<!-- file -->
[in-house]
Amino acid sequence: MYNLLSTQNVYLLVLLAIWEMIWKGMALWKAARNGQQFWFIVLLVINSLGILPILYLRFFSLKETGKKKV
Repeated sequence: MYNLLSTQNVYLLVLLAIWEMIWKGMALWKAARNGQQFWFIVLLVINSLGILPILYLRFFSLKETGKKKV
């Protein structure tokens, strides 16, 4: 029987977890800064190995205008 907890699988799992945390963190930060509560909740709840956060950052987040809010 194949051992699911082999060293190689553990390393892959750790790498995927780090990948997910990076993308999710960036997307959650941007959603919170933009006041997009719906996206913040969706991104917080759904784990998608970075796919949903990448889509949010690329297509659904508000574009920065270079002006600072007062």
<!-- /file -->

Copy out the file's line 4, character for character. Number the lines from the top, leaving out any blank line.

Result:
């Protein structure tokens, strides 16, 4: 029987977890800064190995205008 907890699988799992945390963190930060509560909740709840956060950052987040809010 194949051992699911082999060293190689553990390393892959750790790498995927780090990948997910990076993308999710960036997307959650941007959603919170933009006041997009719906996206913040969706991104917080759904784990998608970075796919949903990448889509949010690329297509659904508000574009920065270079002006600072007062």